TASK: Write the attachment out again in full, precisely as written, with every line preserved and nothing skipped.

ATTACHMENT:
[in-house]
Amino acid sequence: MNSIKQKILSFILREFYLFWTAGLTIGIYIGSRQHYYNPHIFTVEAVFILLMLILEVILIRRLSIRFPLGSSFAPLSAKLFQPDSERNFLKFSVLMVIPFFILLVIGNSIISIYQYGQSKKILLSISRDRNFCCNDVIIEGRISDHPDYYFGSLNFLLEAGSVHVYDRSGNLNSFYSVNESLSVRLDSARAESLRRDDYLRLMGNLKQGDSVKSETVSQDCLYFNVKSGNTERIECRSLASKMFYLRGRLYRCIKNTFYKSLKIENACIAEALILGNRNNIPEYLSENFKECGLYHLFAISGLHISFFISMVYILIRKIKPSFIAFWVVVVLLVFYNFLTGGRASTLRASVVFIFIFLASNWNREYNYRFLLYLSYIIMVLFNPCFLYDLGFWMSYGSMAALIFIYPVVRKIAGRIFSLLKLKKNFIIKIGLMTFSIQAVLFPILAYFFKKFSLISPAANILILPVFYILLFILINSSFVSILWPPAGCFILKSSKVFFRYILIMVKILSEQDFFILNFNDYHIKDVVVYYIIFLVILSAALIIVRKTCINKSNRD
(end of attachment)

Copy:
[in-house]
Amino acid sequence: MNSIKQKILSFILREFYLFWTAGLTIGIYIGSRQHYYNPHIFTVEAVFILLMLILEVILIRRLSIRFPLGSSFAPLSAKLFQPDSERNFLKFSVLMVIPFFILLVIGNSIISIYQYGQSKKILLSISRDRNFCCNDVIIEGRISDHPDYYFGSLNFLLEAGSVHVYDRSGNLNSFYSVNESLSVRLDSARAESLRRDDYLRLMGNLKQGDSVKSETVSQDCLYFNVKSGNTERIECRSLASKMFYLRGRLYRCIKNTFYKSLKIENACIAEALILGNRNNIPEYLSENFKECGLYHLFAISGLHISFFISMVYILIRKIKPSFIAFWVVVVLLVFYNFLTGGRASTLRASVVFIFIFLASNWNREYNYRFLLYLSYIIMVLFNPCFLYDLGFWMSYGSMAALIFIYPVVRKIAGRIFSLLKLKKNFIIKIGLMTFSIQAVLFPILAYFFKKFSLISPAANILILPVFYILLFILINSSFVSILWPPAGCFILKSSKVFFRYILIMVKILSEQDFFILNFNDYHIKDVVVYYIIFLVILSAALIIVRKTCINKSNRD